Interactions

Interactions with Drugs

General: Consumption of flaxseed (not flaxseed oil) may decrease the absorption of other drugs, vitamins, or minerals. Oral agents should be taken one hour before or two hours after flaxseed to prevent decreased absorption.

Flaxseed may lower blood sugar levels. Caution is advised when using medications that may also lower blood sugar. People taking drugs for diabetes by mouth or insulin should be monitored closely by a qualified healthcare professional, including a pharmacist. Medication adjustments may be necessary.

Flaxseed may increase the risk of bleeding when taken with drugs that increase the risk of bleeding. Some examples include aspirin, anticoagulants ("blood thinners") such as warfarin (Coumadin®) or heparin, anti-platelet drugs such as clopidogrel (Plavix®), and non-steroidal anti-inflammatory drugs such as ibuprofen (Motrin®, Advil®) or naproxen (Naprosyn®, Aleve®).

Because flaxseed contains estrogen like chemicals, the effects of other agents believed to have estrogen-like properties may be altered.

Flaxseed may cause low blood pressure. Caution is advised in people taking drugs that lower blood pressure.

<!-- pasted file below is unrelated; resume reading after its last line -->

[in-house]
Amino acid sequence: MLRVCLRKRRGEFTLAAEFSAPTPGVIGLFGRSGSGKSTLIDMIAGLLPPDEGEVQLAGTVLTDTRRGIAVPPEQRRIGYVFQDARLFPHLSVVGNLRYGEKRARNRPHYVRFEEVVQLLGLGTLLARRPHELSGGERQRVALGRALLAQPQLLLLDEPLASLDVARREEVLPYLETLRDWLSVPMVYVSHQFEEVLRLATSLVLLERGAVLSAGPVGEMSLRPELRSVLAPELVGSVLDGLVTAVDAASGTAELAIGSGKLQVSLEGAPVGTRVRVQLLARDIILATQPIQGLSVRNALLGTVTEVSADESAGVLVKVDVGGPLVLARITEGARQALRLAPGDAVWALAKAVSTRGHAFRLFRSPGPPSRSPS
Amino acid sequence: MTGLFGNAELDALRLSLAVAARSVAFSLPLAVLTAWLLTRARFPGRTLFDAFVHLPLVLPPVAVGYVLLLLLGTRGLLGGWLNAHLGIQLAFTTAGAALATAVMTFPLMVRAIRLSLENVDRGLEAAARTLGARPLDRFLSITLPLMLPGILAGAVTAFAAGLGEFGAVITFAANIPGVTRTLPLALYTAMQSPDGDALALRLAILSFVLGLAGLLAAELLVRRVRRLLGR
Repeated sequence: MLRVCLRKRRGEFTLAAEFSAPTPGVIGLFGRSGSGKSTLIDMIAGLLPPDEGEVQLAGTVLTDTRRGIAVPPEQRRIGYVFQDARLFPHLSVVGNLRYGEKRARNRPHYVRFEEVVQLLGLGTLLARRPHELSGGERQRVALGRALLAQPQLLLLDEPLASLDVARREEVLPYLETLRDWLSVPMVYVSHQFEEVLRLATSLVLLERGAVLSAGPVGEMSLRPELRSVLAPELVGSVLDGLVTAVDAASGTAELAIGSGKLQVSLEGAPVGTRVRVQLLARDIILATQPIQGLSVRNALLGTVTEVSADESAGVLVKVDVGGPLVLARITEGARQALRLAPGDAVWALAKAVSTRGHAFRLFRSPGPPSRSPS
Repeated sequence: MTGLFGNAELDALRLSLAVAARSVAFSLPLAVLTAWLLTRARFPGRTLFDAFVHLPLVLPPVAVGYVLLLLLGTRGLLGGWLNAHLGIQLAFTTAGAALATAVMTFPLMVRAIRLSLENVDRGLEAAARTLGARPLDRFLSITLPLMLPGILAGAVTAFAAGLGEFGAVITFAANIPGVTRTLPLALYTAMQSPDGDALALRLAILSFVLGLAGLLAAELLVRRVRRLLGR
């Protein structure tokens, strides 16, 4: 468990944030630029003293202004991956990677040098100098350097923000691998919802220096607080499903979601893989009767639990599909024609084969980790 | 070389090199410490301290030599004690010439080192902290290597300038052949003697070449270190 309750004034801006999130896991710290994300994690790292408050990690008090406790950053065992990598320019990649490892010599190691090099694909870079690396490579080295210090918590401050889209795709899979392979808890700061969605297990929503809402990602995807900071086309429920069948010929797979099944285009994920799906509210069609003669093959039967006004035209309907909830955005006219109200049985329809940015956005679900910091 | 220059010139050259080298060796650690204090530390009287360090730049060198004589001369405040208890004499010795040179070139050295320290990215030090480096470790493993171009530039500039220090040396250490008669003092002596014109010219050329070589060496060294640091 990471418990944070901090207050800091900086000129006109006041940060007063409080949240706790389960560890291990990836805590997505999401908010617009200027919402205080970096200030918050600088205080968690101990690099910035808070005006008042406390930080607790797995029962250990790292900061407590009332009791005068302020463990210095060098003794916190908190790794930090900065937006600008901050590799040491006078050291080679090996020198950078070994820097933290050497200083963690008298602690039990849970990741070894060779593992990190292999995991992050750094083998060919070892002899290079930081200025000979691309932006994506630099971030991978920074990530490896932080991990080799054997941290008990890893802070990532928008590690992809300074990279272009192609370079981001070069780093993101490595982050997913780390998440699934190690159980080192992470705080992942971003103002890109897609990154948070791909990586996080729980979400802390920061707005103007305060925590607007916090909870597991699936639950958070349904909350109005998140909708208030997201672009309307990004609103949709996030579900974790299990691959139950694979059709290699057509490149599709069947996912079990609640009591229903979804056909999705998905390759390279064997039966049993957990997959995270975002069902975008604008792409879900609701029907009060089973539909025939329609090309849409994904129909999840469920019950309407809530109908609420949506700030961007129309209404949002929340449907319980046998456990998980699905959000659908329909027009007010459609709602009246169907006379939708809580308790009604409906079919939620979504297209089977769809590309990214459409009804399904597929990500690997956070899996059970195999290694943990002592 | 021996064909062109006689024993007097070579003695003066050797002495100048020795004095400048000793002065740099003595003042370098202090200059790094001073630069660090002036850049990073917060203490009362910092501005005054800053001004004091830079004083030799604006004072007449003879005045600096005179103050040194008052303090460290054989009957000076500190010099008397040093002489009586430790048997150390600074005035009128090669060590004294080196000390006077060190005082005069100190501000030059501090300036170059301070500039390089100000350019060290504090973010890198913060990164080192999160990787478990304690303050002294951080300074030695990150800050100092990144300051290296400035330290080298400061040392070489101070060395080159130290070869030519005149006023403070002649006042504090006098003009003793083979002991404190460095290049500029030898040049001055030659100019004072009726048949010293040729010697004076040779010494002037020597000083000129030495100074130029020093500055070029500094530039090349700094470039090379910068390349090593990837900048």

Flaxseed may also interact with agents for cancer or obesity; anti-inflammatories; cholesterol lowering agents; estrogens; laxatives; or loop diuretics.

Interactions with Herbs and Dietary Supplements

General: Consumption of flaxseed (not flaxseed oil) may decrease the absorption of other drugs, vitamins, or minerals. Oral agents should be taken one hour before or two hours after flaxseed to prevent decreased absorption.

Flaxseed may lower blood sugar levels. Caution is advised when using herbs or supplements that may also lower blood sugar. Blood glucose levels may require monitoring, and doses may need adjustment.

Flaxseed may increase the risk of bleeding when taken with herbs and supplements that are believed to increase the risk of bleeding. Multiple cases of bleeding have been reported with the use of Ginkgo biloba, and fewer cases with garlic and saw palmetto. Numerous other agents may theoretically increase the risk of bleeding, although this has not been proven in most cases.

Because flaxseed contains estrogen like chemicals, the effects of other agents believed to have estrogen-like properties may be altered.

Flaxseed may cause low blood pressure. Caution is advised in people taking herbs or supplements that lower blood pressure.

Flaxseed may also interact with anti-inflammatories, antioxidants, cholesterol lowering herbs and supplements, herbs and supplements for cancer or obesity, herbs and supplements that increase urination, laxatives, phytoestrogens, psyllium, soy, or vitamin E.

This evidence-based monograph was prepared by The Natural Standard Research Collaboration

www.naturalstandard.com